In Europe, urban areas represent the “engine” of economic growth and employment in a territory: about 85% of the EU’s GDP (gross domestic product) is generated in european cities. Several European cities, due to the extensive economic activities in urban areas, have to deal with and manage issues related to or caused by transport and mobility such as congestion, air pollution, safety and noise pollution. In 2010, for example, about 73% of European citizens lived in urban areas; this percentage is estimated to increase to more than 80% by 2050. In addition to the direct impact generated by traffic, urban mobility can also influence social development, social exclusion, and accessibility for people with reduced mobility. Consequently, the need to adopt sustainable transport systems is now a global goal that can no longer be postponed. To promote sustainable mobility models, current planning strategies have used smart growth interventions to move from mono-centric city structures to poly-centric, more localized configurations. For example, the idea of the 15-minute city is gradually growing in importance from both a policy and social perspective. The basis of the idea is the promotion of interventions to increase the supply of local services, such as schools, public transportation systems, health care facilities, dining facilities, jobs, recreation areas, and retail stores. In this way, local areas are created that are sustainable, inclusive, and walkable within a small radius on foot or by bicycle. Starting from these considerations, the aim of this work is to apply the idea of the city in 15 min to railway stations: in this perspective, the railway station becomes the starting point of the analysis as it represents the “door of the house”, from where users start their last mile trips after getting off the train. For some railway stations located in Northern Italy, an analytical index has been defined that summarizes the characteristics of the station in relation to the territory in which it is located. In this way, it is possible to classify the stations on the one hand and, on the other, to identify and propose improvements aimed at relaunching the role of a railway station in a territory.

Relationship between railway stations and the territory: case study in Lombardy - Italy for 15-min station

F. Borghetti;M. Longo;R. Mazzoncini;C. Somaschini;
2021

Abstract

In Europe, urban areas represent the “engine” of economic growth and employment in a territory: about 85% of the EU’s GDP (gross domestic product) is generated in european cities. Several European cities, due to the extensive economic activities in urban areas, have to deal with and manage issues related to or caused by transport and mobility such as congestion, air pollution, safety and noise pollution. In 2010, for example, about 73% of European citizens lived in urban areas; this percentage is estimated to increase to more than 80% by 2050. In addition to the direct impact generated by traffic, urban mobility can also influence social development, social exclusion, and accessibility for people with reduced mobility. Consequently, the need to adopt sustainable transport systems is now a global goal that can no longer be postponed. To promote sustainable mobility models, current planning strategies have used smart growth interventions to move from mono-centric city structures to poly-centric, more localized configurations. For example, the idea of the 15-minute city is gradually growing in importance from both a policy and social perspective. The basis of the idea is the promotion of interventions to increase the supply of local services, such as schools, public transportation systems, health care facilities, dining facilities, jobs, recreation areas, and retail stores. In this way, local areas are created that are sustainable, inclusive, and walkable within a small radius on foot or by bicycle. Starting from these considerations, the aim of this work is to apply the idea of the city in 15 min to railway stations: in this perspective, the railway station becomes the starting point of the analysis as it represents the “door of the house”, from where users start their last mile trips after getting off the train. For some railway stations located in Northern Italy, an analytical index has been defined that summarizes the characteristics of the station in relation to the territory in which it is located. In this way, it is possible to classify the stations on the one hand and, on the other, to identify and propose improvements aimed at relaunching the role of a railway station in a territory.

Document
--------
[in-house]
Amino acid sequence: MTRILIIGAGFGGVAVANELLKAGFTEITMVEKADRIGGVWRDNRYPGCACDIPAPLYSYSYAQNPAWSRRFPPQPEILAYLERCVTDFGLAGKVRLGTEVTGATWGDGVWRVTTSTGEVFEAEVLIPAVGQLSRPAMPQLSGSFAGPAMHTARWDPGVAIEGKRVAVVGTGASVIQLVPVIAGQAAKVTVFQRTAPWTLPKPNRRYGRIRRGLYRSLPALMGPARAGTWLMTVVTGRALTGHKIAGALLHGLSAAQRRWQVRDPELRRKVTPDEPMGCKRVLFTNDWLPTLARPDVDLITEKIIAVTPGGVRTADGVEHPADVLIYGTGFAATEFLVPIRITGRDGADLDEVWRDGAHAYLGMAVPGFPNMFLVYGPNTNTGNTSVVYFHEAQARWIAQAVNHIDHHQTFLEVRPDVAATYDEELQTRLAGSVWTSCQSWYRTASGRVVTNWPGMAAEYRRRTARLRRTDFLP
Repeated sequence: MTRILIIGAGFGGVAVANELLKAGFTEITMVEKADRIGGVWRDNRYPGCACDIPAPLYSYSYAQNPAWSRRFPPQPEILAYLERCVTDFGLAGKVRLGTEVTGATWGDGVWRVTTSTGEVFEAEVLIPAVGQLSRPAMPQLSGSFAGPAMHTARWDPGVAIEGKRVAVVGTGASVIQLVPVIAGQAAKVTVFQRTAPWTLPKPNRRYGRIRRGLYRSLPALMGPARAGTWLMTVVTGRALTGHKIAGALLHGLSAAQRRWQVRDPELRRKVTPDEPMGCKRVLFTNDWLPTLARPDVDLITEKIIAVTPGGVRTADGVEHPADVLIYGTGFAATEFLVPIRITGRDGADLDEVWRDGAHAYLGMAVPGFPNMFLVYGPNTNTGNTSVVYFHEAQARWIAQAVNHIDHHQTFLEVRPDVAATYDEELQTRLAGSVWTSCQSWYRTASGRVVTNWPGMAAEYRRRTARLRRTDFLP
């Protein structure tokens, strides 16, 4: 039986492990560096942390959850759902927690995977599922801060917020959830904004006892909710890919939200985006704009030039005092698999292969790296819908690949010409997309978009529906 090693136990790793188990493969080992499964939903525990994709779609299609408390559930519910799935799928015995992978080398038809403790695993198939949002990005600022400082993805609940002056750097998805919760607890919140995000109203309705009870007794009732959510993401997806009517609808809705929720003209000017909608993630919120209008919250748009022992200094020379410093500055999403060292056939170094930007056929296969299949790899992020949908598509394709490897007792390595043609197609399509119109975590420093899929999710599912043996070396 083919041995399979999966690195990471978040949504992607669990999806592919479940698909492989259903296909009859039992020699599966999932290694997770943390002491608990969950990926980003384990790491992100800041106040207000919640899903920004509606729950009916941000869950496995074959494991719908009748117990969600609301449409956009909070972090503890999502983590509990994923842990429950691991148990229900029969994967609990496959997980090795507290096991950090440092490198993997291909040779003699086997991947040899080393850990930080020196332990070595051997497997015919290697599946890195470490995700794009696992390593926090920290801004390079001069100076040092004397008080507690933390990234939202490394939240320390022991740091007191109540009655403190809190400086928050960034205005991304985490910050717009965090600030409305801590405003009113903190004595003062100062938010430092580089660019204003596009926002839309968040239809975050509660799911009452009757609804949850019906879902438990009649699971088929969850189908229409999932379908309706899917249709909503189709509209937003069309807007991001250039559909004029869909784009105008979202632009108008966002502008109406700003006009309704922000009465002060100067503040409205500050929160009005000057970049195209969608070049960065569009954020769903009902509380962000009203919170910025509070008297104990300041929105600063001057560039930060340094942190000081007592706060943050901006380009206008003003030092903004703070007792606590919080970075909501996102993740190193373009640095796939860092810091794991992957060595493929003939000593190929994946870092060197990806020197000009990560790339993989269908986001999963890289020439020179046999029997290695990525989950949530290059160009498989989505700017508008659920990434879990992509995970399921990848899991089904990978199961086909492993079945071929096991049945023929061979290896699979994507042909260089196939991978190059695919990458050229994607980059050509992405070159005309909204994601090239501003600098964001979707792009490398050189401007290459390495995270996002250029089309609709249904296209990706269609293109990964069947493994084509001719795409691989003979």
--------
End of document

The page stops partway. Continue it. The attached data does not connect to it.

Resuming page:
15-minute city, 15-minute stations, environmental sustainability, GIS, mobility, railway station, smart mobility, transportation planning, transportation, urban mobility
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Utilizza questo identificativo per citare o creare un link a questo documento: http://hdl.handle.net/11311/1190540
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